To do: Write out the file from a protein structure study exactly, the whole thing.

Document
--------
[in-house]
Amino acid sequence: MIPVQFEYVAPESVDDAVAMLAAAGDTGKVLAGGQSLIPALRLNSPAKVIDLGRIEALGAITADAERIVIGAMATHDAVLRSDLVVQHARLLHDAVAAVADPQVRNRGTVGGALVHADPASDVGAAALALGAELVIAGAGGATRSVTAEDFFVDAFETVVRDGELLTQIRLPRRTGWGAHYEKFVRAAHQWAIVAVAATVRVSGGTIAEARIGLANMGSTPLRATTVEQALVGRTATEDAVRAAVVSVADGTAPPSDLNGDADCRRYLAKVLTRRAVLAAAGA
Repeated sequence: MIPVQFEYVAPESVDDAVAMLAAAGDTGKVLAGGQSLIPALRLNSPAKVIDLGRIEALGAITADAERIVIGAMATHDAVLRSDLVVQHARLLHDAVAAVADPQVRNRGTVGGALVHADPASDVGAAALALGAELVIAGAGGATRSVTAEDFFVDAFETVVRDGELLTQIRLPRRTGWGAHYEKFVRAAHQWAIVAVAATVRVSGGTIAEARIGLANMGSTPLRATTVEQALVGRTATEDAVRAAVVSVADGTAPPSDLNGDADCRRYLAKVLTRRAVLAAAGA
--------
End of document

[in-house]
Amino acid sequence: MIPVQFEYVAPESVDDAVAMLAAAGDTGKVLAGGQSLIPALRLNSPAKVIDLGRIEALGAITADAERIVIGAMATHDAVLRSDLVVQHARLLHDAVAAVADPQVRNRGTVGGALVHADPASDVGAAALALGAELVIAGAGGATRSVTAEDFFVDAFETVVRDGELLTQIRLPRRTGWGAHYEKFVRAAHQWAIVAVAATVRVSGGTIAEARIGLANMGSTPLRATTVEQALVGRTATEDAVRAAVVSVADGTAPPSDLNGDADCRRYLAKVLTRRAVLAAAGA
Repeated sequence: MIPVQFEYVAPESVDDAVAMLAAAGDTGKVLAGGQSLIPALRLNSPAKVIDLGRIEALGAITADAERIVIGAMATHDAVLRSDLVVQHARLLHDAVAAVADPQVRNRGTVGGALVHADPASDVGAAALALGAELVIAGAGGATRSVTAEDFFVDAFETVVRDGELLTQIRLPRRTGWGAHYEKFVRAAHQWAIVAVAATVRVSGGTIAEARIGLANMGSTPLRATTVEQALVGRTATEDAVRAAVVSVADGTAPPSDLNGDADCRRYLAKVLTRRAVLAAAGA